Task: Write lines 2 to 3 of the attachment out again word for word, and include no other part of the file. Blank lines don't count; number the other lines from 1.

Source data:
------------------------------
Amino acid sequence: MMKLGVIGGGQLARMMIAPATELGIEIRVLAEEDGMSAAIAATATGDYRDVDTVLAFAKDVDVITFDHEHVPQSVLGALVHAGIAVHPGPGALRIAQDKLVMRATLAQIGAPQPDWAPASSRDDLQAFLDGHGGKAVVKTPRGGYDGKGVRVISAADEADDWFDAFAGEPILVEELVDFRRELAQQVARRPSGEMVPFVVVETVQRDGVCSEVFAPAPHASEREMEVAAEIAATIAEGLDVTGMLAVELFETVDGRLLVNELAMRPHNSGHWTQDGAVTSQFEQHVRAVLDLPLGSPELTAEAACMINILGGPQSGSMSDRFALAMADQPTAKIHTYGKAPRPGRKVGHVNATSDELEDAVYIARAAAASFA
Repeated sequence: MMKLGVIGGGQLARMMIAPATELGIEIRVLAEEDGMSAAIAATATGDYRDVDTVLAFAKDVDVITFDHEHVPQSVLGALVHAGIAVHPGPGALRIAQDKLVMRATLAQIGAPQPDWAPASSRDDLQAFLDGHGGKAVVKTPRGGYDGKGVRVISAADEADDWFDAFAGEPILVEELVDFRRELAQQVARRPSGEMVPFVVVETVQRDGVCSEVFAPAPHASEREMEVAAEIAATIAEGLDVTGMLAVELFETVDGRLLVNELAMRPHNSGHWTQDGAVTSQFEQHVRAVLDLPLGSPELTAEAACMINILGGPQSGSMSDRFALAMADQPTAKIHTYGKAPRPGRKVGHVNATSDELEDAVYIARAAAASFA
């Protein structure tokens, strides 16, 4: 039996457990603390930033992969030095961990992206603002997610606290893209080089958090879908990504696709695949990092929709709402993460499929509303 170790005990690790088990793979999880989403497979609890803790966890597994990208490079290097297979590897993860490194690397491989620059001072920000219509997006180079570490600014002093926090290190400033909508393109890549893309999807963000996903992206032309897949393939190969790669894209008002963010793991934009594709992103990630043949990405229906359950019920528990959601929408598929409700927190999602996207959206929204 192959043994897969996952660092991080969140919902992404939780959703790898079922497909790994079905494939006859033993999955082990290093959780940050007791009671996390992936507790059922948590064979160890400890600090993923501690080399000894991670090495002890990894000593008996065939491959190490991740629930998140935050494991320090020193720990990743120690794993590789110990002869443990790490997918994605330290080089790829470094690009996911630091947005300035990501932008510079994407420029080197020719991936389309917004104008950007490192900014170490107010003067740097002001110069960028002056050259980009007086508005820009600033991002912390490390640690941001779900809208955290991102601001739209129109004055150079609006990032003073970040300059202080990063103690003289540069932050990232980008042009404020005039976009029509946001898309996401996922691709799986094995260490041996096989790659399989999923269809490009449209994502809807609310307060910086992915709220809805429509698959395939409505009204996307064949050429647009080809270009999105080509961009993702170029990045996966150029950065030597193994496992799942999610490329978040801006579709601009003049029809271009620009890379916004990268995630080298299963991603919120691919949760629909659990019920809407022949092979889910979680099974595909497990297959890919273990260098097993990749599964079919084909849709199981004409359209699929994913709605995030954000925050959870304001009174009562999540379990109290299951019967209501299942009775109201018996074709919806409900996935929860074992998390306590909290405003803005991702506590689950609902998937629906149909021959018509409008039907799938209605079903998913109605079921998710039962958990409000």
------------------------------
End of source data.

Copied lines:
Repeated sequence: MMKLGVIGGGQLARMMIAPATELGIEIRVLAEEDGMSAAIAATATGDYRDVDTVLAFAKDVDVITFDHEHVPQSVLGALVHAGIAVHPGPGALRIAQDKLVMRATLAQIGAPQPDWAPASSRDDLQAFLDGHGGKAVVKTPRGGYDGKGVRVISAADEADDWFDAFAGEPILVEELVDFRRELAQQVARRPSGEMVPFVVVETVQRDGVCSEVFAPAPHASEREMEVAAEIAATIAEGLDVTGMLAVELFETVDGRLLVNELAMRPHNSGHWTQDGAVTSQFEQHVRAVLDLPLGSPELTAEAACMINILGGPQSGSMSDRFALAMADQPTAKIHTYGKAPRPGRKVGHVNATSDELEDAVYIARAAAASFA
């Protein structure tokens, strides 16, 4: 039996457990603390930033992969030095961990992206603002997610606290893209080089958090879908990504696709695949990092929709709402993460499929509303 170790005990690790088990793979999880989403497979609890803790966890597994990208490079290097297979590897993860490194690397491989620059001072920000219509997006180079570490600014002093926090290190400033909508393109890549893309999807963000996903992206032309897949393939190969790669894209008002963010793991934009594709992103990630043949990405229906359950019920528990959601929408598929409700927190999602996207959206929204 192959043994897969996952660092991080969140919902992404939780959703790898079922497909790994079905494939006859033993999955082990290093959780940050007791009671996390992936507790059922948590064979160890400890600090993923501690080399000894991670090495002890990894000593008996065939491959190490991740629930998140935050494991320090020193720990990743120690794993590789110990002869443990790490997918994605330290080089790829470094690009996911630091947005300035990501932008510079994407420029080197020719991936389309917004104008950007490192900014170490107010003067740097002001110069960028002056050259980009007086508005820009600033991002912390490390640690941001779900809208955290991102601001739209129109004055150079609006990032003073970040300059202080990063103690003289540069932050990232980008042009404020005039976009029509946001898309996401996922691709799986094995260490041996096989790659399989999923269809490009449209994502809807609310307060910086992915709220809805429509698959395939409505009204996307064949050429647009080809270009999105080509961009993702170029990045996966150029950065030597193994496992799942999610490329978040801006579709601009003049029809271009620009890379916004990268995630080298299963991603919120691919949760629909659990019920809407022949092979889910979680099974595909497990297959890919273990260098097993990749599964079919084909849709199981004409359209699929994913709605995030954000925050959870304001009174009562999540379990109290299951019967209501299942009775109201018996074709919806409900996935929860074992998390306590909290405003803005991702506590689950609902998937629906149909021959018509409008039907799938209605079903998913109605079921998710039962958990409000």